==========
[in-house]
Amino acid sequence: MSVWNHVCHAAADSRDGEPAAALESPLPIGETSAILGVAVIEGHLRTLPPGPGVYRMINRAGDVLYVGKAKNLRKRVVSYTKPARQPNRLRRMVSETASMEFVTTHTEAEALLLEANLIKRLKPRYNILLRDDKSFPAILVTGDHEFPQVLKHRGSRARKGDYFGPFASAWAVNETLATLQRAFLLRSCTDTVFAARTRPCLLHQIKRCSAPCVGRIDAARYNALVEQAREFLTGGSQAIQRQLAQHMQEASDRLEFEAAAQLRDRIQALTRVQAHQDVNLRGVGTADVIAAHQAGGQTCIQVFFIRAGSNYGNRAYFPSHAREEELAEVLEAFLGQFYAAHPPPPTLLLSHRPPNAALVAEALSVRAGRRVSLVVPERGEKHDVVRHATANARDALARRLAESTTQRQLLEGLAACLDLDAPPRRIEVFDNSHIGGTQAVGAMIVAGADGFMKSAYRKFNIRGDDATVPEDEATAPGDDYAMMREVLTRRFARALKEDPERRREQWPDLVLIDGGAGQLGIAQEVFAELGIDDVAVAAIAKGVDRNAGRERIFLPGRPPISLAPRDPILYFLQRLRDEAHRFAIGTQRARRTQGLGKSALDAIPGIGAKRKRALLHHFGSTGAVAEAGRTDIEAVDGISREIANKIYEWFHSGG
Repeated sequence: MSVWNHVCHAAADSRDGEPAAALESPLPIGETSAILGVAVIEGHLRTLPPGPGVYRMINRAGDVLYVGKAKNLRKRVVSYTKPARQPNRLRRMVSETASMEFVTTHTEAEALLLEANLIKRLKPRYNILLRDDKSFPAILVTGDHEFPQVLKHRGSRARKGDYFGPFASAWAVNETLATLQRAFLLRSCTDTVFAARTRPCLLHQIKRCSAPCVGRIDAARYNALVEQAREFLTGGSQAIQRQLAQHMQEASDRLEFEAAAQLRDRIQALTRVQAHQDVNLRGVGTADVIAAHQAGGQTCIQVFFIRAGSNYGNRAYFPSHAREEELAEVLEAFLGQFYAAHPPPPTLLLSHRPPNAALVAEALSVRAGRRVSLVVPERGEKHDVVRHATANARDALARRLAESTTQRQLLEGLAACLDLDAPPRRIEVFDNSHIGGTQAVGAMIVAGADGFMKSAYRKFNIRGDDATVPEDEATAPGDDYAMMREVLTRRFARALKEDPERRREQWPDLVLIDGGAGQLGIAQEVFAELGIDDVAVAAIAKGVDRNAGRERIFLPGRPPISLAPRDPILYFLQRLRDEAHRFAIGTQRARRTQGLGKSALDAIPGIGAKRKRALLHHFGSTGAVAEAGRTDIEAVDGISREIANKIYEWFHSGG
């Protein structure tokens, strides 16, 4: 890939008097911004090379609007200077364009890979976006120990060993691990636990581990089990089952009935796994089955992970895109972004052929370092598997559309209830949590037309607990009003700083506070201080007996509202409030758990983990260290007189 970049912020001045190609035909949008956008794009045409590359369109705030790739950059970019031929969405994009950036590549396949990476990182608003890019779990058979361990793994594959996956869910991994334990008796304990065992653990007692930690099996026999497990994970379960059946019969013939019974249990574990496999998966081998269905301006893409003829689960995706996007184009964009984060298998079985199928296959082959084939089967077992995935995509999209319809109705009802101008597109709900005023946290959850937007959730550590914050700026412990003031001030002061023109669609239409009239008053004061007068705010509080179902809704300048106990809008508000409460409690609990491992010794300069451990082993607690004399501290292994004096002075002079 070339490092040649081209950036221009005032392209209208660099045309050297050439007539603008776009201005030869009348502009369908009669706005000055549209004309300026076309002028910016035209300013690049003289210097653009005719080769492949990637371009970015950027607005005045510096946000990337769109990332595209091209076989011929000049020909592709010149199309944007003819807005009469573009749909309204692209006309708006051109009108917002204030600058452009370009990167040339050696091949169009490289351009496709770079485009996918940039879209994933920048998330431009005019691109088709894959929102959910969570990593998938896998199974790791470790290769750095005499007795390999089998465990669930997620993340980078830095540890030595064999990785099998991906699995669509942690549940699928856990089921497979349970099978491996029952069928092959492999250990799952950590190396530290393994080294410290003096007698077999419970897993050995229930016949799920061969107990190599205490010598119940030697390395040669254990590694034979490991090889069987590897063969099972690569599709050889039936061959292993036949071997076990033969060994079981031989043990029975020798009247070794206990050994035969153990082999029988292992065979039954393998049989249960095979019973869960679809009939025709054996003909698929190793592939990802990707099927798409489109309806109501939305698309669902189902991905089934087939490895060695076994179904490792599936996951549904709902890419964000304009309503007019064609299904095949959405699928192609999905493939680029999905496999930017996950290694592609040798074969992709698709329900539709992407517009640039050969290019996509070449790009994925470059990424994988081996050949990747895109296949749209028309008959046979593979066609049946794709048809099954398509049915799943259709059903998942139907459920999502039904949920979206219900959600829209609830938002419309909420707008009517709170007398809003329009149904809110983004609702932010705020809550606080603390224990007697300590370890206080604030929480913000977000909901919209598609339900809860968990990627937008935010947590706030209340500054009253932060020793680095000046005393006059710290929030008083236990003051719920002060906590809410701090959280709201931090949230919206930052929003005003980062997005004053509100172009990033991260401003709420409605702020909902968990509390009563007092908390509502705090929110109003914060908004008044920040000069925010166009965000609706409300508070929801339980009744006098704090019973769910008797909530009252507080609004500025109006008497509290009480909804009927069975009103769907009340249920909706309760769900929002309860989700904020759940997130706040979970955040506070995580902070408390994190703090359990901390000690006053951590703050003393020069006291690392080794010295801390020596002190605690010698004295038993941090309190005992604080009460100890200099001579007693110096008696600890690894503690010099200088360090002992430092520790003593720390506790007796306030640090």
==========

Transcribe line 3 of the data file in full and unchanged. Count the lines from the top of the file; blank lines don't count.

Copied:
Repeated sequence: MSVWNHVCHAAADSRDGEPAAALESPLPIGETSAILGVAVIEGHLRTLPPGPGVYRMINRAGDVLYVGKAKNLRKRVVSYTKPARQPNRLRRMVSETASMEFVTTHTEAEALLLEANLIKRLKPRYNILLRDDKSFPAILVTGDHEFPQVLKHRGSRARKGDYFGPFASAWAVNETLATLQRAFLLRSCTDTVFAARTRPCLLHQIKRCSAPCVGRIDAARYNALVEQAREFLTGGSQAIQRQLAQHMQEASDRLEFEAAAQLRDRIQALTRVQAHQDVNLRGVGTADVIAAHQAGGQTCIQVFFIRAGSNYGNRAYFPSHAREEELAEVLEAFLGQFYAAHPPPPTLLLSHRPPNAALVAEALSVRAGRRVSLVVPERGEKHDVVRHATANARDALARRLAESTTQRQLLEGLAACLDLDAPPRRIEVFDNSHIGGTQAVGAMIVAGADGFMKSAYRKFNIRGDDATVPEDEATAPGDDYAMMREVLTRRFARALKEDPERRREQWPDLVLIDGGAGQLGIAQEVFAELGIDDVAVAAIAKGVDRNAGRERIFLPGRPPISLAPRDPILYFLQRLRDEAHRFAIGTQRARRTQGLGKSALDAIPGIGAKRKRALLHHFGSTGAVAEAGRTDIEAVDGISREIANKIYEWFHSGG